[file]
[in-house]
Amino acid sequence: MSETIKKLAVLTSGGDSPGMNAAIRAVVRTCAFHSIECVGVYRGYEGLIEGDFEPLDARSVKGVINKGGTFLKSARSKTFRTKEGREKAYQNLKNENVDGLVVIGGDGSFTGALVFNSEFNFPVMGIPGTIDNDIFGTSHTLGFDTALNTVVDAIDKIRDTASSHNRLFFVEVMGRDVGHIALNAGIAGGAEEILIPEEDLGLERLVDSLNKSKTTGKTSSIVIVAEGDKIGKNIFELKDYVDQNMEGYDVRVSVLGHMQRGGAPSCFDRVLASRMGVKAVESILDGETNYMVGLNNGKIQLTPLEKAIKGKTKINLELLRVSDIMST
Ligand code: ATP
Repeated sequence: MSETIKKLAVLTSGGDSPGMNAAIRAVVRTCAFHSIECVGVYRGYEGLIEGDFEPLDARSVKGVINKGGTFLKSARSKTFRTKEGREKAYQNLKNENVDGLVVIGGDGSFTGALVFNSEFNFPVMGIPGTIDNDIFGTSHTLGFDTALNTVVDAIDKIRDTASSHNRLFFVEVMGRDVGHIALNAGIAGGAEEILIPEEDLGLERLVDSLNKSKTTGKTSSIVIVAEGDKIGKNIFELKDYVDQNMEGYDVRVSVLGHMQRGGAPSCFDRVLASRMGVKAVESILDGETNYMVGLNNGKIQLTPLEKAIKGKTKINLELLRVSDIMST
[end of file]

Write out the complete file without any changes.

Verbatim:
[in-house]
Amino acid sequence: MSETIKKLAVLTSGGDSPGMNAAIRAVVRTCAFHSIECVGVYRGYEGLIEGDFEPLDARSVKGVINKGGTFLKSARSKTFRTKEGREKAYQNLKNENVDGLVVIGGDGSFTGALVFNSEFNFPVMGIPGTIDNDIFGTSHTLGFDTALNTVVDAIDKIRDTASSHNRLFFVEVMGRDVGHIALNAGIAGGAEEILIPEEDLGLERLVDSLNKSKTTGKTSSIVIVAEGDKIGKNIFELKDYVDQNMEGYDVRVSVLGHMQRGGAPSCFDRVLASRMGVKAVESILDGETNYMVGLNNGKIQLTPLEKAIKGKTKINLELLRVSDIMST
Ligand code: ATP
Repeated sequence: MSETIKKLAVLTSGGDSPGMNAAIRAVVRTCAFHSIECVGVYRGYEGLIEGDFEPLDARSVKGVINKGGTFLKSARSKTFRTKEGREKAYQNLKNENVDGLVVIGGDGSFTGALVFNSEFNFPVMGIPGTIDNDIFGTSHTLGFDTALNTVVDAIDKIRDTASSHNRLFFVEVMGRDVGHIALNAGIAGGAEEILIPEEDLGLERLVDSLNKSKTTGKTSSIVIVAEGDKIGKNIFELKDYVDQNMEGYDVRVSVLGHMQRGGAPSCFDRVLASRMGVKAVESILDGETNYMVGLNNGKIQLTPLEKAIKGKTKINLELLRVSDIMST